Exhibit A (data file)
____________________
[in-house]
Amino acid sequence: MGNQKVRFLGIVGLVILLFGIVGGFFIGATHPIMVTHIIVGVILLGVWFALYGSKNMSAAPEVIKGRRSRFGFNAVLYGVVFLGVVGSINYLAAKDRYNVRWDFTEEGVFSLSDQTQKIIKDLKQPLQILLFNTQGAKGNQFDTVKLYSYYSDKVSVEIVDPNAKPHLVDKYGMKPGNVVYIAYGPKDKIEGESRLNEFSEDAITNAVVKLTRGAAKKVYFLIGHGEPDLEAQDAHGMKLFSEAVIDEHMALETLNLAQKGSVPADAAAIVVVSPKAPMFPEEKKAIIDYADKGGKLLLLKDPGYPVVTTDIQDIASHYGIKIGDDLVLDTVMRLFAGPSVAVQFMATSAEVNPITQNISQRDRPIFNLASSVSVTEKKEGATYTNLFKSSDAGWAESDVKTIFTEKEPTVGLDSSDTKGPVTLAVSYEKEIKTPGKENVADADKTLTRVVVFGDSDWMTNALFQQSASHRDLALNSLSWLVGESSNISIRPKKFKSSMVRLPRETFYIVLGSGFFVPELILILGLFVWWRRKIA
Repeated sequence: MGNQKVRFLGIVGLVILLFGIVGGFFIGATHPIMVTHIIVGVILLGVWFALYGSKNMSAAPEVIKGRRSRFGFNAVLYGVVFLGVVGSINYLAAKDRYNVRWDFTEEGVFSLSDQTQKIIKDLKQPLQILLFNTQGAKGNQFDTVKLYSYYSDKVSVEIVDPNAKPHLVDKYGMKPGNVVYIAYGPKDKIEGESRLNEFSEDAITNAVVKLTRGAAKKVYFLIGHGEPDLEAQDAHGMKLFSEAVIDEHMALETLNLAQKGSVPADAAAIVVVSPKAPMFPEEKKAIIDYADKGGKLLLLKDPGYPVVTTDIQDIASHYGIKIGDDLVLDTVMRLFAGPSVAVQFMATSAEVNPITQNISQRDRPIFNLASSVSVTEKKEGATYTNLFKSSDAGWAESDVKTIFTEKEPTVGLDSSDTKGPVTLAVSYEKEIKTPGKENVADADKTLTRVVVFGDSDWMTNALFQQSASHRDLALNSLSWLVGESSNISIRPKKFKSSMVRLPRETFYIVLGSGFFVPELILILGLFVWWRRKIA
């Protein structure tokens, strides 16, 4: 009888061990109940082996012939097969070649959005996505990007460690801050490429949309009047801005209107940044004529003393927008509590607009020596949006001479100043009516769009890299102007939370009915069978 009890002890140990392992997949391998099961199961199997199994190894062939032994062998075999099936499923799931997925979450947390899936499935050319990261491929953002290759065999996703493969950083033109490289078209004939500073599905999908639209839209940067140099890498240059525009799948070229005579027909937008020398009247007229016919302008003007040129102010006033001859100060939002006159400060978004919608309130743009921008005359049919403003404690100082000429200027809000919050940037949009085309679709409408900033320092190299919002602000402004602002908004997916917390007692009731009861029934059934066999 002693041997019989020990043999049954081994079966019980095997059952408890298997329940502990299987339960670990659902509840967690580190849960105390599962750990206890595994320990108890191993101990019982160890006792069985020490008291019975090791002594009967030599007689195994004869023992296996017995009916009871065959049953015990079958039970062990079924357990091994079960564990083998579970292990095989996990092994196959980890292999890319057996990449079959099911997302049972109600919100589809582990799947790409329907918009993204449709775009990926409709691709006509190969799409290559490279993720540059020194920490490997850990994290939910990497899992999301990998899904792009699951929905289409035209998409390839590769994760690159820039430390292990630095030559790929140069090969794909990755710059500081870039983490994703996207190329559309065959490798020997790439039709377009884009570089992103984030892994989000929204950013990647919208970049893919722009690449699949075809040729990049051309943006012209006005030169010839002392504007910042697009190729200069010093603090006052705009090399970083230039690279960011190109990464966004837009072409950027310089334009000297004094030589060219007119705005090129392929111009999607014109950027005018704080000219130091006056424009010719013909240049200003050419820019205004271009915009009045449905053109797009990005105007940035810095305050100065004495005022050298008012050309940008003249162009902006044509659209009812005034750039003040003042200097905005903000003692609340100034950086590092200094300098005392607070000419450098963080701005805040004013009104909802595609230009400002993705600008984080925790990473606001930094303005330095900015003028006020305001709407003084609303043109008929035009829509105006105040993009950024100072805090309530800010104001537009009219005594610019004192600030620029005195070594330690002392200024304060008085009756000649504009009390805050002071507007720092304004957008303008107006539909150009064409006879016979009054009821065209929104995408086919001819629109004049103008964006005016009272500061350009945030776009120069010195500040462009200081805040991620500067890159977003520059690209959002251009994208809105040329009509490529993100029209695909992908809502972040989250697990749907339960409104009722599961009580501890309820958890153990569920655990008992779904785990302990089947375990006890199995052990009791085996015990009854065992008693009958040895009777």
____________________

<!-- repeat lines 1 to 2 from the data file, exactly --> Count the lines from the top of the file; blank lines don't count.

[in-house]
Amino acid sequence: MGNQKVRFLGIVGLVILLFGIVGGFFIGATHPIMVTHIIVGVILLGVWFALYGSKNMSAAPEVIKGRRSRFGFNAVLYGVVFLGVVGSINYLAAKDRYNVRWDFTEEGVFSLSDQTQKIIKDLKQPLQILLFNTQGAKGNQFDTVKLYSYYSDKVSVEIVDPNAKPHLVDKYGMKPGNVVYIAYGPKDKIEGESRLNEFSEDAITNAVVKLTRGAAKKVYFLIGHGEPDLEAQDAHGMKLFSEAVIDEHMALETLNLAQKGSVPADAAAIVVVSPKAPMFPEEKKAIIDYADKGGKLLLLKDPGYPVVTTDIQDIASHYGIKIGDDLVLDTVMRLFAGPSVAVQFMATSAEVNPITQNISQRDRPIFNLASSVSVTEKKEGATYTNLFKSSDAGWAESDVKTIFTEKEPTVGLDSSDTKGPVTLAVSYEKEIKTPGKENVADADKTLTRVVVFGDSDWMTNALFQQSASHRDLALNSLSWLVGESSNISIRPKKFKSSMVRLPRETFYIVLGSGFFVPELILILGLFVWWRRKIA